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View Diary: For electric power generation, the end of fossil fuel is in sight (215 comments)

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  •  Here's the phrase: The house is planned (15+ / 0-)

    a lot of these efforts take good planning.  A well designed structure can do a lot to cool and heat itself simply by using the environment.  I think we could do with more of that, some by providing resources, some by improving planning and building codes.  I'm drawn to some of the successes with the passivhaus and Zero energy building approaches.

    There's a lot of simple things we could do if we only wanted to.

    Hay hombres que luchan un dia, y son buenos Hay otros que luchan un año, y son mejores Hay quienes luchan muchos años, y son muy buenos. Pero hay los que luchan toda la vida. Esos son los imprescendibles.

    by Mindful Nature on Mon Feb 04, 2013 at 11:10:24 AM PST

    [ Parent ]

    •  An ancient and simple city planning idea (1+ / 0-)
      Recommended by:
      too many people

      that Hot climates tended to gravitate to if not planned is to NOT have north south/East West street grids but have them at 45 degrees from that... SE to NW & SW to NE...

      This automatically adds more shade throughout the day and keeps buildings and streets cooler in the summer in more equatorial regions where the sun is more directly overhead while in the winter more walls are in direct sunlight a bit more to keep the building a little warmer...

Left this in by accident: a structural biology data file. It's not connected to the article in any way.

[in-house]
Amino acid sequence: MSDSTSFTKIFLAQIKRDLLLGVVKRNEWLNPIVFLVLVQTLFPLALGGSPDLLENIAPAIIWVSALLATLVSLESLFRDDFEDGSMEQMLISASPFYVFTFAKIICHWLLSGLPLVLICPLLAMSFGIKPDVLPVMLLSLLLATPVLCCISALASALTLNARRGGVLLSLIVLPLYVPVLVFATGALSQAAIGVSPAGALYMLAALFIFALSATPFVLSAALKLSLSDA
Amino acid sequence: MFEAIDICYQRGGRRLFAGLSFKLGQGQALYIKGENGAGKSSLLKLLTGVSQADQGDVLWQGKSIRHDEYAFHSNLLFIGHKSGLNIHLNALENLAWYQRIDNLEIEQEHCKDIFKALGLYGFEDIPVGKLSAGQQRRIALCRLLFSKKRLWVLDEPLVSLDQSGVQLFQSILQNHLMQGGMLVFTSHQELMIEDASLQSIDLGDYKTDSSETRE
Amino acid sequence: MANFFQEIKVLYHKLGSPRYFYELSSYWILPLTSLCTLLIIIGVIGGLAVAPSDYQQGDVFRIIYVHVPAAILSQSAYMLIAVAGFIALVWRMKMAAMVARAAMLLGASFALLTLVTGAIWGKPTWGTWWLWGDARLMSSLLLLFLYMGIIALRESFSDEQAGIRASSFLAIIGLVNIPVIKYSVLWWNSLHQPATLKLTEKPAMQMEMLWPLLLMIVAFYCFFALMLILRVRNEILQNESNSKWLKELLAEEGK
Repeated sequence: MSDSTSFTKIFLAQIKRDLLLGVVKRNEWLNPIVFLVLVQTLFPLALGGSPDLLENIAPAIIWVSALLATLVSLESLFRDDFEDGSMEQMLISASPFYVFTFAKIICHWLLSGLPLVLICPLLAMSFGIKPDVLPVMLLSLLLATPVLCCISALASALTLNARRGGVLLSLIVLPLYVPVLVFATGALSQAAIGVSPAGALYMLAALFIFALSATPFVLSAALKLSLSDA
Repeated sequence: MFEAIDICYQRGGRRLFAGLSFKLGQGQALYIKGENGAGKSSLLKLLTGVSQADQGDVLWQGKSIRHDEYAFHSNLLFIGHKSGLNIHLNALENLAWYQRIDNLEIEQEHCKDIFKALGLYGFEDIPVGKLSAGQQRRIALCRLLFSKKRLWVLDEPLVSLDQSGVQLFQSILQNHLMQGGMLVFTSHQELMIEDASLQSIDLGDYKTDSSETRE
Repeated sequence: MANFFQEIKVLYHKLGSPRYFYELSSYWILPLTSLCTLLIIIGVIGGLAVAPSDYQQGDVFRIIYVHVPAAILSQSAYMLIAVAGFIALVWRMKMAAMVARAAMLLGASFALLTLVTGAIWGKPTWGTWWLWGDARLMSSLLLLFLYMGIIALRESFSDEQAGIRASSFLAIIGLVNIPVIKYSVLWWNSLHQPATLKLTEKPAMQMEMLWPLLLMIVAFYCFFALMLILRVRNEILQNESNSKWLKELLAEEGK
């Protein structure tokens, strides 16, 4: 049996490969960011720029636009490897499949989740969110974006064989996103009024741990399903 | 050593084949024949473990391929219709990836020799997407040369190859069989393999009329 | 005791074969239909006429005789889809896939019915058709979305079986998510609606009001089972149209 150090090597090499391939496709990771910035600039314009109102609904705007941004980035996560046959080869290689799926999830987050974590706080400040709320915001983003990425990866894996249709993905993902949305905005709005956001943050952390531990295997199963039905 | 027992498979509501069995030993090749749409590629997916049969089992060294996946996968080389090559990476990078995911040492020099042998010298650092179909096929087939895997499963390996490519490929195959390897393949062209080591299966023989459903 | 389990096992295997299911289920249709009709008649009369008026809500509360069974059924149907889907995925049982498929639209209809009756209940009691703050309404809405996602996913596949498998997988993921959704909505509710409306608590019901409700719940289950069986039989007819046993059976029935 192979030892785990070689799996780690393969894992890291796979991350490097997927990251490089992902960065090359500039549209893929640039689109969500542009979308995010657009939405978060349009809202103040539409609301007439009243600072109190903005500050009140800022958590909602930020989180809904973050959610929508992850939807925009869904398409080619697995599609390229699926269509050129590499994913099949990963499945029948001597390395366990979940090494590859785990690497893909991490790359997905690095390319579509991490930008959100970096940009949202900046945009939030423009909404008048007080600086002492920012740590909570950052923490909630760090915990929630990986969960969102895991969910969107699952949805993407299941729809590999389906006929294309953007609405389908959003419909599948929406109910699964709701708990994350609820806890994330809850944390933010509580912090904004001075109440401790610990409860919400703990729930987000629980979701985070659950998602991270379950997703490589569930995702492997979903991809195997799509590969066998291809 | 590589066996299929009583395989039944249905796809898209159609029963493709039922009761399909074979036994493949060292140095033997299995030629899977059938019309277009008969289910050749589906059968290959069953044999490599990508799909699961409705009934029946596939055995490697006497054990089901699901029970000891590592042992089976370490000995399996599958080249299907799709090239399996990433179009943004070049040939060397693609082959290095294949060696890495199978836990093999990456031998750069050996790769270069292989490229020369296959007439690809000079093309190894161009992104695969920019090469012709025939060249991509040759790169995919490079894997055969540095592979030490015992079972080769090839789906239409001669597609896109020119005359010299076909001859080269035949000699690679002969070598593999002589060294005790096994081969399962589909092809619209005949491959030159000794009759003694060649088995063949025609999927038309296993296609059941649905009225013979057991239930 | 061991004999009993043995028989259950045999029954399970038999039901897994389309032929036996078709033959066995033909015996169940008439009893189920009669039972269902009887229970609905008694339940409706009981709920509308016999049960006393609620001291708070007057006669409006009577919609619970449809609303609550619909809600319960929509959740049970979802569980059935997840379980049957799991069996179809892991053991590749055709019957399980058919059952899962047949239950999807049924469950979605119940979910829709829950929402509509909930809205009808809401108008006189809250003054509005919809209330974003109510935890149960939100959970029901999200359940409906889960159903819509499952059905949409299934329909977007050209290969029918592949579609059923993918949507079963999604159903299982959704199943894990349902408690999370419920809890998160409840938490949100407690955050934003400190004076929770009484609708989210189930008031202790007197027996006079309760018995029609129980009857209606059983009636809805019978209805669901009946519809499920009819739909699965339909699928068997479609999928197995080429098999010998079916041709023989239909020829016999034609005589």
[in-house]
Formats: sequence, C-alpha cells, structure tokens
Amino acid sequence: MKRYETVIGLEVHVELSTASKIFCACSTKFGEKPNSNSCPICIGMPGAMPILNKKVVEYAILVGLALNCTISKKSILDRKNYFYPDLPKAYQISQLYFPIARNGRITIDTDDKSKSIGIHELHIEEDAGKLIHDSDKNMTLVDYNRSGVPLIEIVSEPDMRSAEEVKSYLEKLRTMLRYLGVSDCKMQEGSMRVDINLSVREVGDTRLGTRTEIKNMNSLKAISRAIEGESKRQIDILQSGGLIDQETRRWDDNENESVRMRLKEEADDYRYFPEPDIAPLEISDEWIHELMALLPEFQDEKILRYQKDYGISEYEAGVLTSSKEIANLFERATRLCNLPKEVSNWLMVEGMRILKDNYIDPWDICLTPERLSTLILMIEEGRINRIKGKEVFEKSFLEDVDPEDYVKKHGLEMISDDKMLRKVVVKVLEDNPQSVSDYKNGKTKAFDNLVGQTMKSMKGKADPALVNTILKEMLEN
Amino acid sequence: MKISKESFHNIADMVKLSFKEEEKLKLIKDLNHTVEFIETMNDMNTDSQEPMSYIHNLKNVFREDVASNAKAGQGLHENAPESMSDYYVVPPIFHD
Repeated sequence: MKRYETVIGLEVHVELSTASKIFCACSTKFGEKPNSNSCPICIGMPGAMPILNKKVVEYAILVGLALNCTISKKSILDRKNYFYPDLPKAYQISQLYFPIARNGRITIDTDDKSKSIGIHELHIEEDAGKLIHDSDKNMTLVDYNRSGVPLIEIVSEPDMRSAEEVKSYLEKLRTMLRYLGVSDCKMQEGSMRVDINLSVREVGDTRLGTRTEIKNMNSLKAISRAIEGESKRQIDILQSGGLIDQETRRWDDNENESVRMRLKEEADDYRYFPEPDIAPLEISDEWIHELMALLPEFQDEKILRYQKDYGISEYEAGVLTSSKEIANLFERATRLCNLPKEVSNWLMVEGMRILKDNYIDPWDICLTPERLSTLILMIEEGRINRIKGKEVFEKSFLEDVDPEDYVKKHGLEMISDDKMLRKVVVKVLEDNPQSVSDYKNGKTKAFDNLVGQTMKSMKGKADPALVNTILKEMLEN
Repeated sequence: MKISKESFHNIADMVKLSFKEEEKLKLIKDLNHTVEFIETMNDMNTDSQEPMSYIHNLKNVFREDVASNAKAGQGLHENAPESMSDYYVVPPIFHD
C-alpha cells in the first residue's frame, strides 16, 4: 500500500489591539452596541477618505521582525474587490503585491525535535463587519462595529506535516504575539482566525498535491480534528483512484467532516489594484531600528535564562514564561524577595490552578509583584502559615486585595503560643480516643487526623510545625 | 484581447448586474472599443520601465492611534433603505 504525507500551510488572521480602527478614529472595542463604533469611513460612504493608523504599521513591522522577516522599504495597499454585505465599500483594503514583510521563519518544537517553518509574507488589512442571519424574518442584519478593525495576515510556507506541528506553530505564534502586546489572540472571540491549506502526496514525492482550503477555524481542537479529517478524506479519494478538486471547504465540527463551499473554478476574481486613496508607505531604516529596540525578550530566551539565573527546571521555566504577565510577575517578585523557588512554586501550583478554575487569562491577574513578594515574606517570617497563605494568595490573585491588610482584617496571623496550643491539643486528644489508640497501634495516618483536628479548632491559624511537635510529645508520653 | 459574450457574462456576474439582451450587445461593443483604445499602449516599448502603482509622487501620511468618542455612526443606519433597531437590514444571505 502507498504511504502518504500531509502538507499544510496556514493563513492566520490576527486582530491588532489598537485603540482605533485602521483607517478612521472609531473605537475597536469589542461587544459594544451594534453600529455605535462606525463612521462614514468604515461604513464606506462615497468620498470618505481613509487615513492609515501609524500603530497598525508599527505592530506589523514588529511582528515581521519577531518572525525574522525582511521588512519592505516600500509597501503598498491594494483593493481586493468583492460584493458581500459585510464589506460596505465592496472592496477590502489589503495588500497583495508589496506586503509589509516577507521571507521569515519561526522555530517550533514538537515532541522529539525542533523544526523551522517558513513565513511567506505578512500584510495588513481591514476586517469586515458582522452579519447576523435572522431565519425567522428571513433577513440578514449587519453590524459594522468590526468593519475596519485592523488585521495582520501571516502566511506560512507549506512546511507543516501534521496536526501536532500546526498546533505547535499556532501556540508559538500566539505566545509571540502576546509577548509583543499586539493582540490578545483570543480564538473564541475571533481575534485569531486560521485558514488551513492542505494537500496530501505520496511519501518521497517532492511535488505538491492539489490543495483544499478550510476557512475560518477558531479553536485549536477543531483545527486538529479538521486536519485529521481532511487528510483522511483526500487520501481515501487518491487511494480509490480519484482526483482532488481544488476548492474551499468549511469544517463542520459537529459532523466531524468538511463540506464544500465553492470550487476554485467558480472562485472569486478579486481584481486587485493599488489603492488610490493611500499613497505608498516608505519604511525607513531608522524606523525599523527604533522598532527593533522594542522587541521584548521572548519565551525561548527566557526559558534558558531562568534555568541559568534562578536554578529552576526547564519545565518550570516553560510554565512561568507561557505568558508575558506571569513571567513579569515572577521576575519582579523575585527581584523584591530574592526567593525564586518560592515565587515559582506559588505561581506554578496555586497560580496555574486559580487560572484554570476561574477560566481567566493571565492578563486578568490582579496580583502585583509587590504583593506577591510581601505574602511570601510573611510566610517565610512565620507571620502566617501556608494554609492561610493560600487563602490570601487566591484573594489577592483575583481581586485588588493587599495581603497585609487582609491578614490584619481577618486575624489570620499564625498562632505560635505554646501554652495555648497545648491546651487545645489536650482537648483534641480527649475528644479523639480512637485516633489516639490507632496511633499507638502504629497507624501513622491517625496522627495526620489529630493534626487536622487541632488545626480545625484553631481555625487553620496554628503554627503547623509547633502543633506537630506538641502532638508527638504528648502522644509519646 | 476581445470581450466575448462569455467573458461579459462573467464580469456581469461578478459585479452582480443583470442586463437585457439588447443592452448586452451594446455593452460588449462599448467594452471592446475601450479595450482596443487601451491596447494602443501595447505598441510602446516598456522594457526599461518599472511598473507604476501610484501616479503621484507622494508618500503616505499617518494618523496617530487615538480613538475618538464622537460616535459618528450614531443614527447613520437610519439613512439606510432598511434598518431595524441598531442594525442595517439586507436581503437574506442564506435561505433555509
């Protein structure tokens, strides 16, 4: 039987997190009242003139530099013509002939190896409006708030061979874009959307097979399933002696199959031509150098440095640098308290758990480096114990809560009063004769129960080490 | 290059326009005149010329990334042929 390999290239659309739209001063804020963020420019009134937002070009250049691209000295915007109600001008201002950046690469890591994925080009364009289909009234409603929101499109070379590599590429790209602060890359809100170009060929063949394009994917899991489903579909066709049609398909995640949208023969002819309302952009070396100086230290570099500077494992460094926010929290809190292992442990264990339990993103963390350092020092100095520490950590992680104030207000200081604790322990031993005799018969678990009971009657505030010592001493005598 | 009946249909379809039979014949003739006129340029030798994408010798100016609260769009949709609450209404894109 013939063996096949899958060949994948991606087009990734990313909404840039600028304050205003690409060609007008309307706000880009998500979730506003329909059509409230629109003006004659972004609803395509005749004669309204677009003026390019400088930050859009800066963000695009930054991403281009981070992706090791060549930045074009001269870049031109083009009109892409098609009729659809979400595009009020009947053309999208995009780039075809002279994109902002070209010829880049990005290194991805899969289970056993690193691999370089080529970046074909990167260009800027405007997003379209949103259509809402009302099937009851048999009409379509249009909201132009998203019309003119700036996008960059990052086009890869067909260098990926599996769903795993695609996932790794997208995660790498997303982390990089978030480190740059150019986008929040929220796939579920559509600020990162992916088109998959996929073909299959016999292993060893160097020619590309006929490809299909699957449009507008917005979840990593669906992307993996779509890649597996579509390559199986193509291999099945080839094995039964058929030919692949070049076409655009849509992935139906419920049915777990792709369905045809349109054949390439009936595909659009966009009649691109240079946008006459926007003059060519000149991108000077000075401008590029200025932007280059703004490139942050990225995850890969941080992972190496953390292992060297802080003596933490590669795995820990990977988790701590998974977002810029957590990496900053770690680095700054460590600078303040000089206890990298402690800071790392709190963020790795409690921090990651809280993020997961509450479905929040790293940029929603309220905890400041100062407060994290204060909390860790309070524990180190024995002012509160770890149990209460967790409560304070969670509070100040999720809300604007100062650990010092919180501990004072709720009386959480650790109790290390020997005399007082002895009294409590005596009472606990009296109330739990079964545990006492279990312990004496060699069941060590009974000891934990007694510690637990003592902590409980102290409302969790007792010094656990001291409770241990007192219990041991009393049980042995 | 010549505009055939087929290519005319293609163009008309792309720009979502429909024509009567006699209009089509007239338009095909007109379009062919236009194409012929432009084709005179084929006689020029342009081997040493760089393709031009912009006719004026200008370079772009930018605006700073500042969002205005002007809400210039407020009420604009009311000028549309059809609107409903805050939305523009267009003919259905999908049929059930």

it can be seen in places like downtown LA... the old street pattern is from the Spanish colonial time... the rest of LA in the flat areas switches to a North South/East-West layout A Northern European Legacy... While it is true that the older European street grids are all over the place... when they got organized and did city planning the prime compass point layout just seemed the way to go...

      But East West streets have the northern side bake all day in the Summer... while the southern side freezes all winter... The "Spanish" (& North African, Arab way too) spreads the heat load around better and exposure to direct sun is minimized for most wall surfaces in the summer while a slightly lower sun in Winter (at those latitudes) actually exposes walls to more solar energy overall... and of course all the walls are white anyway so the main point was reduced exposure and reflectivity..

      A bit too late to change existing layouts in the hotter regions... and while in the Northern parts of the US it used to not get as hot as it has been in recent years the northern European style grid

      Pogo & Murphy's Law, every time. Also "Trust but verify" - St. Ronnie (hah...)

      by IreGyre on Tue Feb 05, 2013 at 09:25:09 AM PST

      [ Parent ]

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